Before I left for Mysore on my last trip I visited my doctor and got some advise, I also learned lots from my very own roommates in India, and collectively here is the knowledge I have.
Anything you would add? (Picture)
1- Never under any circumstances let the tub water enter your mouth.
Water in India is unsafe, just like it is in Mexico, so when you are showering close your mouth and be especially careful when washing your hair. Just to give you an example, one of my roommates did not believe the fuzz and one night brushed her teeth with tub water. She felt bad in the morning, skipped yoga practice and ended up staying in bed for two whole days. She had diarrhea and vomit spurs and got completely dehydrated.
2- Do not eat anything raw in restaurants
Stick to the touristy (read western oriented) restaurants, and do not eat lettuce or raw produce in restaurants because they wash them with the water you are avoiding. Eat at home instead when you feel like raw.
3- Carry with you water purification to wash your own veggies at home
We used to add a few drops of Liquid Grapefruit seed oil to water we would wash veggies with, and this worked very well.
When cooking at home I concentrated on stews. Beans are a plenty, at least in the Mysore area, and it is so cheap to cook at home that it seems like an exercise in living in an affordable world, very much so.
5- Talk to your doctor about possible diarrhea and vomiting
It might happen, even if you take all precautions. It is always good to be prepared for the worst case scenario so it is important to talk to the doctor and ask for an anti-diarrhea pill and to also ask for something to stop vomiting.
My doctor suggested that if it came to this point, to first let it run out before I started taking the anti-diarrhea stuff (Imodium). I know this might be a little too much information and I consider myself lucky that I did not get to that point ever. Should you encounter yourself there, it is good to know.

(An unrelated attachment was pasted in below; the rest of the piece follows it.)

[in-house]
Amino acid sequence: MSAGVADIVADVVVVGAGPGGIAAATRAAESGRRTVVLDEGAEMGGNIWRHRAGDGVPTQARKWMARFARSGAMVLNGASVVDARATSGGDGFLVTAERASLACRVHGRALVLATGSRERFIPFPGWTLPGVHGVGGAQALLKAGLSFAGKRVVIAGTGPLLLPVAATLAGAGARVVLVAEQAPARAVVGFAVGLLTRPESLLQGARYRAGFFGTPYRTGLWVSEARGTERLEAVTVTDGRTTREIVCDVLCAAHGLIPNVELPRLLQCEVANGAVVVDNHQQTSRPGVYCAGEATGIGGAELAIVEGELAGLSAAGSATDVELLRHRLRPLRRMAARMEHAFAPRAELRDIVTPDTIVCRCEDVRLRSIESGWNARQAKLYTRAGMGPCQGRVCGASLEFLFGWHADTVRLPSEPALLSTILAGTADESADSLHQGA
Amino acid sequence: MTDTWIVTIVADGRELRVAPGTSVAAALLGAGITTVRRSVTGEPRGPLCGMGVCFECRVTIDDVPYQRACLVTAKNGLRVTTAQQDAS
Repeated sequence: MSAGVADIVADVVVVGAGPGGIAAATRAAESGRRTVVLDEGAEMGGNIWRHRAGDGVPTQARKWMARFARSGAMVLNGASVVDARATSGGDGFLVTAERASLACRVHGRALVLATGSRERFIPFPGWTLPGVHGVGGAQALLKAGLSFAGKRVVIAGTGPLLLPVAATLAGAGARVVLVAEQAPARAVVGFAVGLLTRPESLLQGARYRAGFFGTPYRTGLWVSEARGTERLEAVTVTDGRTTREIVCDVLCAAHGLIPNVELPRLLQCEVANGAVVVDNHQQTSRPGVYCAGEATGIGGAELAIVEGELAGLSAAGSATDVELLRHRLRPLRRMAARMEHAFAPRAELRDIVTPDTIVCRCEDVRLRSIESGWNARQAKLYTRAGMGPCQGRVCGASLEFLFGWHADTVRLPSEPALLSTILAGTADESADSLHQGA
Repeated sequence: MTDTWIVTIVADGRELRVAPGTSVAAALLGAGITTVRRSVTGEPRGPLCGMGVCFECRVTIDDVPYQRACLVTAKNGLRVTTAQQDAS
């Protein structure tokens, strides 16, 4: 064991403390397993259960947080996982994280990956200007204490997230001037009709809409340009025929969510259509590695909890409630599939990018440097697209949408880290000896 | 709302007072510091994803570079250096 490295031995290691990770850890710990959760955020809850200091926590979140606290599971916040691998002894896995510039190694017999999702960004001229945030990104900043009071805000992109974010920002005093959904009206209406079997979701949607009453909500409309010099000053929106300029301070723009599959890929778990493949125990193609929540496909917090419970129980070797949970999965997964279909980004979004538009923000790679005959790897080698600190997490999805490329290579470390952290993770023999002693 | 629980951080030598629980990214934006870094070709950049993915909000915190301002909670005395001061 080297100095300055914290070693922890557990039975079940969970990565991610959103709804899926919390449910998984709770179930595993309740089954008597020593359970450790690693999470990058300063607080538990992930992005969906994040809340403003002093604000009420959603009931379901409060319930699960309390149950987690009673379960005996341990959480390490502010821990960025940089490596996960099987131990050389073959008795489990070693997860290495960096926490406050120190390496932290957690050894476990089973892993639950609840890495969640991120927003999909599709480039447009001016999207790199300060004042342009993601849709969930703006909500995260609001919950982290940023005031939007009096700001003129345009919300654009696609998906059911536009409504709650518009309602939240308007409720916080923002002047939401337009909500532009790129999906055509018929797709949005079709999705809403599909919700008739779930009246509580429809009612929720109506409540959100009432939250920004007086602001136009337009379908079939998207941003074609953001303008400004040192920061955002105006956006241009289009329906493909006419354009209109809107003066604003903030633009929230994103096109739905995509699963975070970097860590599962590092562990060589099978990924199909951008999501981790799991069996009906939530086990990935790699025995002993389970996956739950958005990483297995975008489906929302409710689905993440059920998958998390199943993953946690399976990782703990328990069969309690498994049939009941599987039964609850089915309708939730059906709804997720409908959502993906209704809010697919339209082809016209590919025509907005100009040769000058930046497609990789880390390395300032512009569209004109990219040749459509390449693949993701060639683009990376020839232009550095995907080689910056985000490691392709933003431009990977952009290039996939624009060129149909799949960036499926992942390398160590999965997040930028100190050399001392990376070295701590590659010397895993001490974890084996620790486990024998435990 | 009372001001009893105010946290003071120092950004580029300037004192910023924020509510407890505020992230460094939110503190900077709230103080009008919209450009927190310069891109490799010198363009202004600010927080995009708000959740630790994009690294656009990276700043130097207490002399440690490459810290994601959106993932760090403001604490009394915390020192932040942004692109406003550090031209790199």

6- Take some re hydration pills with you, but remember to drink plenty of filtered (bottled) water.
I had some of these pills with me and they helped my roommate (see point 1). Nothing will replace the water drinking, no pill, no antibiotics. It is important to remember to keep hydrated at all times.
7 - Bring a flash light and a small umbrella, carry them with you.
The power cuts were as frequent as unpredictable, and the streets are not paved, there are lots of holes everywhere so it is really handy to have a flash light. As per the umbrella, it will come handy if you visit during Monsoon season, at least until you get used to the timing of when the showers are likely to come by.
8- Bringing a mosquito net
I brought my own which I borrowed from a friend who had gone to Africa. It was a cool thing to have and I could see how it could have come handy depending on where I would rent a space. I was lucky that my room in a big house near the AYRI did not need a net, but there were plenty of mosquitoes around.
9- If you are a female, do not show your shoulders or ankles, as much as possible
During the time of my visit there was a young girl that went into the shala and then left dressed only in tights and a top tank, I saw her walking home about 4 blocks from the AYRI. For India this is incredibly provocative. I am sure the young girl probably did not know any better, and did not realize that the culture can be very shocked. I am not saying there is a relation between this and what happened the next morning, but it does leave me wondering. We woke up to the news that a dog that used to roam the shala's premises' was murdered by the police, reportedly (this I heard and could be no more than gossip) because the neighbors had it arranged to "send a message". Now that may not be true, who knows, but what I did hear was Sharath telling us all that very morning to remember to respect the culture and that women should cover their shoulders. Coincidence? you tell me.